Natural History

The Openlands Lakeshore Preserve, located in Fort Sheridan, lies on part of the Highland Park moraine, which formed as the final glacier retreated from northern Illinois about 10,000 years ago. Geologists characterize Fort Sheridan as being within the Lake Border Moraines Bluff Coast, a hilly area that extends from the town of North Chicago at the north end to Winnetka at the south, where the land flattens out again and remains relatively even through Wilmette, Evanston, and on into Chicago.

The glacial action resulted in a pleasing topography in this area, characterized by steep ravines and high bluffs along the lakefront. Part of the attractiveness of the North Shore suburbs comes from the relief provided by the hills and valleys, all products of geological forces. “Ravines are among the Bluff Coast’s most characteristic features,” writes geologist Raymond Wiggers in Geology Underfoot in Illinois. “Their precipitous gullies have been carved by youthful streams that are doing their best to cut through the high ground.”

According to Wiggers, more than thirty such ravines are located along the Illinois lakeshore—six within Fort Sheridan. The three main ravines at the Openlands Lakeshore Preserve are named Bartlett, Van Horne, and Schenck.

Fort_Sheridan_1904_Plan Credit Library of Congress_small.jpg
A map of the natural ravines near the Lakeshore Preserve (1904), Bartlett Ravine is depicted, top-right. Photo: Library of Congress

Because lake bluff terrain was unusual in Illinois, so were the natural communities that developed there—the land was forested with oaks on the ridges and sugar maples and basswood in the ravines. “[The ravines] cut the bluff perpendicular to the lake and provide a microclimate suitable for certain northern plants not otherwise found here,” writes Joel Greenberg in A Natural History of the Chicago Region. Paper birch and juniper are among the plants found at Fort Sheridan that tend to be more typical of Wisconsin and northern Michigan.

Fort Sheridan openlands

Recent History

Between 1888 and 1993, Fort Sheridan served as a U.S. Army post. Motivated by the social unrest and labor strikes of 1877 and the Haymarket Riot in 1886, the Commercial Club of Chicago, a group of wealthy businessmen, supported the use of the nation’s army as a regional police force to protect property and quell worker uprisings—a plan backed by Philip H. Sheridan, a Civil War hero and commanding general.

The organization purchased the land in 1887 and donated it to the federal government with the stipulation that the gift would be used to create a military garrison near the city. Construction began at what was initially called Camp Highwood in the spring of 1888. Shortly thereafter, President Grover Cleveland named the post in honor of General Sheridan. (Fort Sheridan troops responded to the Pullman strikes in 1894, the only time they were called upon to suppress labor unrest.)

Fort Sheridan became a mobilization, training and administrative center during the Spanish-American War and continued to serve this purpose through World War II. Many officers who would go on to become famous, including General George Patton and Jonathan Wainright, were stationed there. The 174th Military Police Battalion of the Leavenworth, Kansas, National Guard was stationed there in 1950. Additionally, from 1953 to 1973, Fort Sheridan was the Cold War base for servicing and supplying all NIKE anti-missile systems in the upper Midwest. After 1973 the post again housed administrative and logistics support services.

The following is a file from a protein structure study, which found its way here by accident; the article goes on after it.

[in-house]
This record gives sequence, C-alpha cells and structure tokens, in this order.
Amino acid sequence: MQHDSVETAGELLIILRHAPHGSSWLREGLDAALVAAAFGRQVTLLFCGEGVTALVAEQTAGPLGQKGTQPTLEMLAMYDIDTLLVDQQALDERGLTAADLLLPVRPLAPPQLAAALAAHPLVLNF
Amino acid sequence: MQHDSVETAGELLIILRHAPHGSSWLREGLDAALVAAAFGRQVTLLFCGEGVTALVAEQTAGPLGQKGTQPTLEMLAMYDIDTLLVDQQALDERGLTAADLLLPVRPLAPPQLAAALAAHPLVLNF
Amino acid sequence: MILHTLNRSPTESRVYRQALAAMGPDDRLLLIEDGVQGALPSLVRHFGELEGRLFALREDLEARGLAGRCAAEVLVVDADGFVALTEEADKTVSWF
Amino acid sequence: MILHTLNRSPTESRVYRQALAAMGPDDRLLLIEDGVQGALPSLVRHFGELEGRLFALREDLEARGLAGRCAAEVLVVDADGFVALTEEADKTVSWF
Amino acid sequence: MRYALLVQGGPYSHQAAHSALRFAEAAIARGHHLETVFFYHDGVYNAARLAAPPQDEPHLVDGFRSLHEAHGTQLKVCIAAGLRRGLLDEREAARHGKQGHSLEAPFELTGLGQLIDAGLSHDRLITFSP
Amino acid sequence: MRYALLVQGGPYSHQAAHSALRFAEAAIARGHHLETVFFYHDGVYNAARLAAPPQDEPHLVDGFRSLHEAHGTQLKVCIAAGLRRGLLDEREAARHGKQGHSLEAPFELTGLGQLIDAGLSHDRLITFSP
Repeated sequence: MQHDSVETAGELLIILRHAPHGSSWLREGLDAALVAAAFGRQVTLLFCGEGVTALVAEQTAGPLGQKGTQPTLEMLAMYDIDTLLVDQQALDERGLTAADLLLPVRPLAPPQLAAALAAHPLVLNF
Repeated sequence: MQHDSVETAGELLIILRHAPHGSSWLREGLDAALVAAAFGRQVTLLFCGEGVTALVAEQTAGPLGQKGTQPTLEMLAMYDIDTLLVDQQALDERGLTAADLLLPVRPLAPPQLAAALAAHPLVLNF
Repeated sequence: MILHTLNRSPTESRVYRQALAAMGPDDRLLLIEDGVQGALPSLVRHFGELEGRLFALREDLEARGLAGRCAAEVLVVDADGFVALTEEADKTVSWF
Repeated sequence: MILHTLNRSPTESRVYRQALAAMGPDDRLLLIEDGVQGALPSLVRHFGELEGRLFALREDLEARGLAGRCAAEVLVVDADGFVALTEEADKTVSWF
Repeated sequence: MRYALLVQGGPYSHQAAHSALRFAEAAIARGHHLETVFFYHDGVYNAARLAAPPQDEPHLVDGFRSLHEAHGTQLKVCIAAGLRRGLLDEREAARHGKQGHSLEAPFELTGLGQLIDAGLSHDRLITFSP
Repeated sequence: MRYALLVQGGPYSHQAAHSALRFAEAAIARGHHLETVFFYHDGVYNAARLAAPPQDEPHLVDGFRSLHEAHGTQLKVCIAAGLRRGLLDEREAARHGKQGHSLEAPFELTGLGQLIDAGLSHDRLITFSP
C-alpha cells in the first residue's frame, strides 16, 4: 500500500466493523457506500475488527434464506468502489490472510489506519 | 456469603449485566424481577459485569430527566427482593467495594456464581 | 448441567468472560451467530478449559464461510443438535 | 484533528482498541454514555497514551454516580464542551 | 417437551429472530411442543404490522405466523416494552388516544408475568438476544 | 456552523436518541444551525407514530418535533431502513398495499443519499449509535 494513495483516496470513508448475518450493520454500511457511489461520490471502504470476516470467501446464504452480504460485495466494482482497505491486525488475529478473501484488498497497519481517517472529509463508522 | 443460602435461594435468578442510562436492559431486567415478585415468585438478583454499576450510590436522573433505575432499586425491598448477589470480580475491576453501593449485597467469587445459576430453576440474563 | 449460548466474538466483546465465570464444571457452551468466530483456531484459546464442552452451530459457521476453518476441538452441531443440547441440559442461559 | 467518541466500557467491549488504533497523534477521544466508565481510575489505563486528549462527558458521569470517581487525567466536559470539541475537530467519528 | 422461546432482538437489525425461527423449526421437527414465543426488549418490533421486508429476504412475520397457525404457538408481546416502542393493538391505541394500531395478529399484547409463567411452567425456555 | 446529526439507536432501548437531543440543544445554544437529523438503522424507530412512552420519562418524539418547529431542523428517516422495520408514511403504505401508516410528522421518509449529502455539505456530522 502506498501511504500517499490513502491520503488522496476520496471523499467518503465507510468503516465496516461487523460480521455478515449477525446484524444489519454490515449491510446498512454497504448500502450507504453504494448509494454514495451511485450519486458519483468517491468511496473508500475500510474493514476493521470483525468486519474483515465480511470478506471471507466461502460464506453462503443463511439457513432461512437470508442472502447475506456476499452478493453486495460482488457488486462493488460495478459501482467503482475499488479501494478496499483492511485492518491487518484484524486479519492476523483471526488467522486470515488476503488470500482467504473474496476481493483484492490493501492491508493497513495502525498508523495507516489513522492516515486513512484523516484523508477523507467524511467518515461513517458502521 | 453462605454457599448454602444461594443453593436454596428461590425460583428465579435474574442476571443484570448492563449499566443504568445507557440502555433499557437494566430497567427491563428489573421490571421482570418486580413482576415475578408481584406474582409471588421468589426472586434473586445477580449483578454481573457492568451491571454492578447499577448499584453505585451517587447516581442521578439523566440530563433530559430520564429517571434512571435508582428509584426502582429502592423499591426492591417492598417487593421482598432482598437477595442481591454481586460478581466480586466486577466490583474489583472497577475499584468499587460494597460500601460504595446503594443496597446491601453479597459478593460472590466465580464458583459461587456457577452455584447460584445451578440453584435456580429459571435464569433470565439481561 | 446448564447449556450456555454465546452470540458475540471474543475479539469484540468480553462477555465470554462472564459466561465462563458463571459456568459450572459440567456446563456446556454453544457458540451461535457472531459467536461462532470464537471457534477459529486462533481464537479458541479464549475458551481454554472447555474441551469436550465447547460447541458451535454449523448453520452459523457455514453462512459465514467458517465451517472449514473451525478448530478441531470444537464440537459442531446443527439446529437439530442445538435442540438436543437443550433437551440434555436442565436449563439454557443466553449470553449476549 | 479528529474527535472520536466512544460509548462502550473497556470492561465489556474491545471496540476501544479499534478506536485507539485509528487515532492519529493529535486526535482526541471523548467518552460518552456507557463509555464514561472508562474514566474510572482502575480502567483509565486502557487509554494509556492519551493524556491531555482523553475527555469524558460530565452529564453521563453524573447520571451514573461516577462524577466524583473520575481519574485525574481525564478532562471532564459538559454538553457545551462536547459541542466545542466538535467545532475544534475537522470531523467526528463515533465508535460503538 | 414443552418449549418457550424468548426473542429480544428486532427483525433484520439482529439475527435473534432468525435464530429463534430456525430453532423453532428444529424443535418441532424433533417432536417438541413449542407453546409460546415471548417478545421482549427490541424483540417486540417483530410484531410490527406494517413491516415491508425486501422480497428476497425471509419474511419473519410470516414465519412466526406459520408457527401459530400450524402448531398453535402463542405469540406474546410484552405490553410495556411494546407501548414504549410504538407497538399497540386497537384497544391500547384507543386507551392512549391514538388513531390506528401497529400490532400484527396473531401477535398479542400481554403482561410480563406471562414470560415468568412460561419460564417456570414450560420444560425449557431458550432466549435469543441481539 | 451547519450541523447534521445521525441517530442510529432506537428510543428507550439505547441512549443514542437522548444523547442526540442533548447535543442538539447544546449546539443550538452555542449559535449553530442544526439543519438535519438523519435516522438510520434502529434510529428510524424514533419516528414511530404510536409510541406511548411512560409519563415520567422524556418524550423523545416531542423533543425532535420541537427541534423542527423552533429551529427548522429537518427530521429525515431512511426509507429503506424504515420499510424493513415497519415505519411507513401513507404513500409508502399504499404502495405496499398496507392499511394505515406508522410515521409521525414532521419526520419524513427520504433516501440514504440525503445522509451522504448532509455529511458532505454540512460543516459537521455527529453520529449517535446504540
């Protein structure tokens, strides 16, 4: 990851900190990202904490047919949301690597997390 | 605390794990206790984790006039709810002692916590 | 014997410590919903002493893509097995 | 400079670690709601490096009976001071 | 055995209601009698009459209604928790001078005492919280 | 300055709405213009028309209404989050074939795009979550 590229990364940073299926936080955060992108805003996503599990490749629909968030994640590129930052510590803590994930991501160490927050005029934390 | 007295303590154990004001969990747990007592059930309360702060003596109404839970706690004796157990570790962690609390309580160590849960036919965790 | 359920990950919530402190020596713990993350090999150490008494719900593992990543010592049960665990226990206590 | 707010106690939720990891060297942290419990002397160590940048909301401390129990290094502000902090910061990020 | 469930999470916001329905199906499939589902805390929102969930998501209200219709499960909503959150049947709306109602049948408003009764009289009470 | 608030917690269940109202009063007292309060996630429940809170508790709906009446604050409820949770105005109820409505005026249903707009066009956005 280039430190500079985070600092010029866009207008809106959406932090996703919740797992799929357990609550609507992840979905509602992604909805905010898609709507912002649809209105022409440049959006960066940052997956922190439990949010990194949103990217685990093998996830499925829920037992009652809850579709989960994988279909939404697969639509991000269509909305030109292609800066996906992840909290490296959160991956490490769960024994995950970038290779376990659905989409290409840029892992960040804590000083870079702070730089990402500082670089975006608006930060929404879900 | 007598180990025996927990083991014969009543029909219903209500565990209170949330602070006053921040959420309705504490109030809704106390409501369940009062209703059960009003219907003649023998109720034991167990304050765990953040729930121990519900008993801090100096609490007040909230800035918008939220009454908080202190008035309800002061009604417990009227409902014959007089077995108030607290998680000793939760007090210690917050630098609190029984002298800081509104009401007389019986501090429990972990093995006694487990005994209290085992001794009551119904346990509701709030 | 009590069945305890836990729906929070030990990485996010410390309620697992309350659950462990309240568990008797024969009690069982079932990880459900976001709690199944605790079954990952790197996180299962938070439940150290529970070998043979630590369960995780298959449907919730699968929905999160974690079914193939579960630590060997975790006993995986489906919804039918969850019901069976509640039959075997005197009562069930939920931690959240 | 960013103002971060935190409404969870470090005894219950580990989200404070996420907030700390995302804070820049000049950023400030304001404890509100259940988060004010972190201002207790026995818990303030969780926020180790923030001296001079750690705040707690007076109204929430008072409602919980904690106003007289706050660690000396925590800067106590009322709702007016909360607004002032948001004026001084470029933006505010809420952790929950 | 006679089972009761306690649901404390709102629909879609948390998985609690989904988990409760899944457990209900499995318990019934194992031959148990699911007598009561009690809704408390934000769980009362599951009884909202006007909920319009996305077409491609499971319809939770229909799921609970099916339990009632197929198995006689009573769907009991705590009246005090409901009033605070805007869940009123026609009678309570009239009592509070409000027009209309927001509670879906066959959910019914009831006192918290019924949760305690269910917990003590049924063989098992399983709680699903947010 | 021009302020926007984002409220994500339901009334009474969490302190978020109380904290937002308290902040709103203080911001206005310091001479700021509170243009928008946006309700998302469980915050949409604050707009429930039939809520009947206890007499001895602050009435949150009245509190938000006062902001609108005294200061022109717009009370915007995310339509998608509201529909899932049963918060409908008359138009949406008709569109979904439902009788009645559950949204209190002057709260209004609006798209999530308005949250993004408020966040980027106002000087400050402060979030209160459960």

Fort Sheridan was among the military bases scheduled for closure under the Base Realignment and Closure (BRAC) Act of 1989 and closed in 1993. By 1995, Fort Sheridan’s 714 acres were dispersed as follows:

  • The U.S. Army retained 114 acres, which continue to serve as an Army Reserve base.
  • The U.S. Navy purchased 185 acres from the Army for use as military housing and offices; the natural features of the Openlands Lakeshore Preserve are located on this property.
  • The town of Fort Sheridan was created on 125 acres that were sold for development. There were ninety-four buildings, including sixty-four designed by the Chicago architectural firm of Holabird & Roche, built at Fort Sheridan between 1889 and 1910. Made of bricks molded and fired on-site using clay mined from the lakefront bluffs, these structures comprised troop barracks and officers’ quarters. Today, the buildings make up a 110-acre historic district that was placed on the National Register of Historic Places in 1980 and designated a National Historic Landmark in 1984.
  • Of the remaining property, 259 acres were transferred to the Lake County Forest Preserve District at no cost, including 60 acres that fell within the National Historic Landmark District

As early as the 1980’s, Openlands advocated for protecting open space at Fort Sheridan should the Fort eventually close. Once the Fort was decommissioned, Openlands played an important role in the Federal property transfer of 260 acres to the Lake County Forest Preserve District. However, there remained substantial unprotected acres of ravines, bluffs, and lakeshore on the south end of the base. At the time, no other agency or organization was able or willing to take these lands. In 2006 the phased transfer of land from the Navy to Openlands began and by 2010 Openlands acquired almost 77 acres, thus making us permanent landowners for the first time in the organization’s history. Shortly after this acquisition, construction began of onsite amenities meant to enhance visitor experiences such as ADA-accessible trails and scenic overlooks. September 2011 marked the Preserve’s grand opening and serves as a reminder of Openlands’ commitment to connecting people with nature. Openlands has since been actively restoring and providing stewardship to the Preserve’s rare natural areas.

For more information, please contact lakeshorepreserve@Openlands.org.